How to Drive If You Don’t Want to Kill People

More friendly advice for motorists.

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From basically the day we are born, we are taught how to behave around traffic. “Look both ways before you cross the street,” is one of the defining lessons of early childhood, it stands out in my memory as clearly as The Golden Rule. There’s even a Barney song about it.

As we grow older, we learn more rules about how to safely navigate public space when confronted with the ever-present reality of multi-ton, fast-moving metal boxes operated by people who often aren’t paying attention. Wait for the walk signal, wait at the crosswalk, yield to oncoming traffic, don’t be a distracted pedestrian, bike defensively, don’t bike at all.

This approach to traffic safety puts the onus on people walking, biking, skating, or rolling to keep themselves safe from being hit by cars, rather than putting the onus on people driving to not hit anybody else with their cars. It’s a classic victim-blaming approach, and if we want to eliminate the absolutely startling number of fatalities and injuries taking place on our streets every year, we need to flip this script.

Rather than teach our children, “look both ways before you cross the street,” we need to teach our teenagers to look out for children crossing the street while they’re driving. Rather than tell bicyclists to bike defensively, we need to stop being so accepting of people who drive aggressively. Rather than ask whether somebody was texting and walking when they got hit by a car, we need to ask why somebody was driving in a manner that they didn’t notice the texting pedestrian about to step out into traffic.

Because even though we all share a responsibility to keep the roads safe, the bulk of that responsibility must be placed on those with the greatest capacity to inflict harm.

So in an effort to make roads safe for all users, and because I’m getting really tired of almost getting right-hooked on a daily basis, here’s some friendly advice for motorists on how to drive if you don’t want to kill people. Tell your friends!

Slow Down

Most people drive way too quickly. Speed limits, which in most cases are too fast anyway, are largely treated as suggestions rather than laws designed to keep people alive. When I drive, I drive the speed limit or lower (it’s a limit, not a minimum).  As a result I am roundly mocked by the passengers in my car and frequently honked at or passed by the vehicles behind me. But speed limits are there for a reason. According to Public Health Physician Dr. Perry Kendall, if a pedestrian gets hit by a car traveling 19 mph (30 km/h), they have around a 90 percent chance of surviving. If the car is traveling 30 mph (50 km/h), their survival chances are reduced to 15-20%. That should be significant enough for anyone to slow down.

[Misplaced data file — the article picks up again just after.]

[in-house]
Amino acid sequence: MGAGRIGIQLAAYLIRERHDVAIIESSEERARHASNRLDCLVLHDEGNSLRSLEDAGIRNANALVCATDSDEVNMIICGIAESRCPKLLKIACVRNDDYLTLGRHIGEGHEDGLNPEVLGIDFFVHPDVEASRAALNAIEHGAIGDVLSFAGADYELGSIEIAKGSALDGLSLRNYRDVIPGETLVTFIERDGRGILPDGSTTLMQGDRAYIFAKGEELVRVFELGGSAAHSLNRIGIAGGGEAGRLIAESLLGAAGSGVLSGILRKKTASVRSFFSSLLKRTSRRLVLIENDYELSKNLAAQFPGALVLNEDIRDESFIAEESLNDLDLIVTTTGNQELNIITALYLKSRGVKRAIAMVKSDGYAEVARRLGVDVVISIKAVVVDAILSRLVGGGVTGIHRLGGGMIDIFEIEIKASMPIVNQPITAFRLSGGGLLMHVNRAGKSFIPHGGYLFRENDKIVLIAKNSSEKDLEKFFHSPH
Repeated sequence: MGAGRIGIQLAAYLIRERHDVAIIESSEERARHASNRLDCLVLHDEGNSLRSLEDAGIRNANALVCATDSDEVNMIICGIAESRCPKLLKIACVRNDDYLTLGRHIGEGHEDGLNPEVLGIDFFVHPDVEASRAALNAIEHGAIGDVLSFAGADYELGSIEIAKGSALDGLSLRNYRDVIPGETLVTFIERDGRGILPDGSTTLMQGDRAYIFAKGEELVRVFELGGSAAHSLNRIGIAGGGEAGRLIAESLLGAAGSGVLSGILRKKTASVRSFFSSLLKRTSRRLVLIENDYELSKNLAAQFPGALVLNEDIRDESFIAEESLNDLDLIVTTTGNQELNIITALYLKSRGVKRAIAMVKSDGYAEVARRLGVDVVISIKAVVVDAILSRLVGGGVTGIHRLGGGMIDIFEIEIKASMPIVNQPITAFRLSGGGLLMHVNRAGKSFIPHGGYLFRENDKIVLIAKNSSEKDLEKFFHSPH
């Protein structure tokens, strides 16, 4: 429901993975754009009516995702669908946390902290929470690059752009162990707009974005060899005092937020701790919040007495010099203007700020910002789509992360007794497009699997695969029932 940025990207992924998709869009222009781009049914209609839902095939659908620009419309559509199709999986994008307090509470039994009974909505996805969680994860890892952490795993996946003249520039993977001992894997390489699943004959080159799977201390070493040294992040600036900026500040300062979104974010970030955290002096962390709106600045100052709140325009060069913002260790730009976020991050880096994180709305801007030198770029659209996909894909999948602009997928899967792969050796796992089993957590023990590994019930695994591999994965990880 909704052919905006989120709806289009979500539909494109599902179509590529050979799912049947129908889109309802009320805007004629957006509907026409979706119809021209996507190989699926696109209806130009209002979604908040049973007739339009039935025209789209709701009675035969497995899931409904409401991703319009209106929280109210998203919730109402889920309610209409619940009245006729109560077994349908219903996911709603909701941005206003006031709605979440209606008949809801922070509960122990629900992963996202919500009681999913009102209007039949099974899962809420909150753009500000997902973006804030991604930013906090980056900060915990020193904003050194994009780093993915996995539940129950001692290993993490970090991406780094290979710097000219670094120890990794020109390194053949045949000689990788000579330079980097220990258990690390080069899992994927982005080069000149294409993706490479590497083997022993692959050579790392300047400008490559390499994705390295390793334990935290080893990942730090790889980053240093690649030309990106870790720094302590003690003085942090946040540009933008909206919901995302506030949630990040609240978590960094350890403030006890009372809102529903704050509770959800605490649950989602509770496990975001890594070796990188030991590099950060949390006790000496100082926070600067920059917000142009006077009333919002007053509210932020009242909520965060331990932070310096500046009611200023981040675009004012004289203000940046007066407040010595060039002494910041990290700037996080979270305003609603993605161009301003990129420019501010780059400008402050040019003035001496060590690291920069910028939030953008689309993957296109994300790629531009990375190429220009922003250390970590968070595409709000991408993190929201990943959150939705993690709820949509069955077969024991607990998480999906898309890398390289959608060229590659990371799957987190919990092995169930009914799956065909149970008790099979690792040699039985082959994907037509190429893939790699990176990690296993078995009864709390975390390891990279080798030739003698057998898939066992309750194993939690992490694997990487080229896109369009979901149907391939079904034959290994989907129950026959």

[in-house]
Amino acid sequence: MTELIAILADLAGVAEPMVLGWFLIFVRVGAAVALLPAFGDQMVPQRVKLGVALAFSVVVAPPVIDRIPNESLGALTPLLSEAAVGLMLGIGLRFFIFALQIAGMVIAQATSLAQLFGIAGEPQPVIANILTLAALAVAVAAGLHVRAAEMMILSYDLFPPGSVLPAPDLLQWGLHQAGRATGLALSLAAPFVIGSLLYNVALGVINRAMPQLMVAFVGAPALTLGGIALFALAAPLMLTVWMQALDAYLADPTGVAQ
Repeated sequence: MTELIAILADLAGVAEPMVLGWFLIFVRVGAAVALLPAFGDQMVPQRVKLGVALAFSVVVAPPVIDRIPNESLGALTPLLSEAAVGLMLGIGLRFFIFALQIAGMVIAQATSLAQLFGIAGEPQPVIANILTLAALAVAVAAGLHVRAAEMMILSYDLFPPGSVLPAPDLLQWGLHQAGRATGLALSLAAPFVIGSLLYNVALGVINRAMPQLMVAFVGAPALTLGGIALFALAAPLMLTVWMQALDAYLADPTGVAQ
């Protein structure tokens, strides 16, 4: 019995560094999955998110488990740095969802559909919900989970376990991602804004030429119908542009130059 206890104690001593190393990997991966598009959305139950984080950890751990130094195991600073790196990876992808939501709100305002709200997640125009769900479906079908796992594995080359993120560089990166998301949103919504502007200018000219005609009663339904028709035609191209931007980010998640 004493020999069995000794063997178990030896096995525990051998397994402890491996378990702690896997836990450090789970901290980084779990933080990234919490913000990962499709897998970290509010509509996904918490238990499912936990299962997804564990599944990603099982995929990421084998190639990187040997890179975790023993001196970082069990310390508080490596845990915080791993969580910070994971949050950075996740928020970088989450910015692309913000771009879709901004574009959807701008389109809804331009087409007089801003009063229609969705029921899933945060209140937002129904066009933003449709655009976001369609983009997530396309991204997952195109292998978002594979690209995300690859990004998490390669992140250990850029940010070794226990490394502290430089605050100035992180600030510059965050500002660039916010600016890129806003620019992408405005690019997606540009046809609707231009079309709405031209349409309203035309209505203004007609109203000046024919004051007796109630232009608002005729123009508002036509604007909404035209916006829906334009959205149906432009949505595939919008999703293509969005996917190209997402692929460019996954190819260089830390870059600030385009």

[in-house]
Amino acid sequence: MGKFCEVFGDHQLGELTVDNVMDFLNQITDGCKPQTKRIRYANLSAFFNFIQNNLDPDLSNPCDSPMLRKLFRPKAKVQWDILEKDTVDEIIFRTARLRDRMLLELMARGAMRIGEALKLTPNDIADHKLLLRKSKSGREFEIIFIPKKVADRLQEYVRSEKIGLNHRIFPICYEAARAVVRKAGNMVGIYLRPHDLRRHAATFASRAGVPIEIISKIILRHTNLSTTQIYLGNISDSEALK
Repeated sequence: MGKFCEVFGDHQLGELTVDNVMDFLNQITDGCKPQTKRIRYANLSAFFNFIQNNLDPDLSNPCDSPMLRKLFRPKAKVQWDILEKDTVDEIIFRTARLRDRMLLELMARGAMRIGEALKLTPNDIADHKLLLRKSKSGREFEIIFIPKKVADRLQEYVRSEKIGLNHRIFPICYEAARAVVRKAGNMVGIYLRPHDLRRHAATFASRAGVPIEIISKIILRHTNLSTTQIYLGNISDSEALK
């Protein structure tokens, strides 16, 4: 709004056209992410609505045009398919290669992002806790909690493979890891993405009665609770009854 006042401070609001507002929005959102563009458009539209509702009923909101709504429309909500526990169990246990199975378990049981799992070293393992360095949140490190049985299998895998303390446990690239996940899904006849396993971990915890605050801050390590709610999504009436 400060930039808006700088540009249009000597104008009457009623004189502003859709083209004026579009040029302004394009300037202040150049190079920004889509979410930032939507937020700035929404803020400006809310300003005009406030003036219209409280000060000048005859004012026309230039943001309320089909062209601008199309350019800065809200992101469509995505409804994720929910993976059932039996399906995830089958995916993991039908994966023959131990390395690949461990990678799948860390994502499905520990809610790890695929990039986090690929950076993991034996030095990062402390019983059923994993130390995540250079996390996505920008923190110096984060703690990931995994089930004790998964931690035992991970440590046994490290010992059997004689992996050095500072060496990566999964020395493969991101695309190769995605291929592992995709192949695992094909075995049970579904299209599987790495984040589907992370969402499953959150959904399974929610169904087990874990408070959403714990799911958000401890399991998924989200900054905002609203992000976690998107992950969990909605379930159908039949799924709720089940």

Moreover, driving slowly gives you more time to react to unexpected situations, lessening your chances of hitting that pedestrian in the first place. If you’re driving 30 mph (50 km/h) through a residential area and a child darts out in front of your car, it will be difficult to stop in time to avoid hitting them. Go slow, and there will be enough time to react to potential incidents.

Not the best place for daydreaming. Photo by Henry

Not the best place for daydreaming. Photo by Henry

Pay Attention

Most of us have been driving for a long time, and we drive often. Cars are so ubiquitous in our culture, so regular a part of our everyday routine, that it can be easy to forget just how serious of a responsibility they are. So when we get in our cars, most of us are not actively thinking about the process of driving them. We’re thinking about where we’re going, what we’re going to do when we get there. Maybe we’re having an engaging conversation with our passengers, or going over mental notes from our last meeting. Maybe we’re sending a text, or searching for a playlist on our phone. The point is, we’re not really paying attention.

But if you don’t want to kill someone with your car, you really, really, need to pay attention. The entire time you’re driving. Look at the road, and think about what’s on it. Look at all of the other people using the road, pay attention to what they’re doing, and try to predict what they might do next. If the conversation you’re having is distracting, stop having it. If you need to finish the conversation, pull over and do so. Driving a car is a serious responsibility we’re entrusted with when we get out licenses, and we need to treat it as such.

Be Sober

I don’t need to tell you why you shouldn’t drink and drive. Driving under the influence has fortunately seen a serious reduction in frequency over the past few years, largely because of the hard work of organizations such as M.A.D.D., but there are still people who do it. You know why this is stupid, let’s not do this anymore folks.

Expect the unexpected

In dense urban environments, there are people of all ages and abilities moving around the streets in a variety of modes. When you’re driving down the street in such a context, it’s important to remember that the street is not only for you, and you can’t assume unobstructed access to it.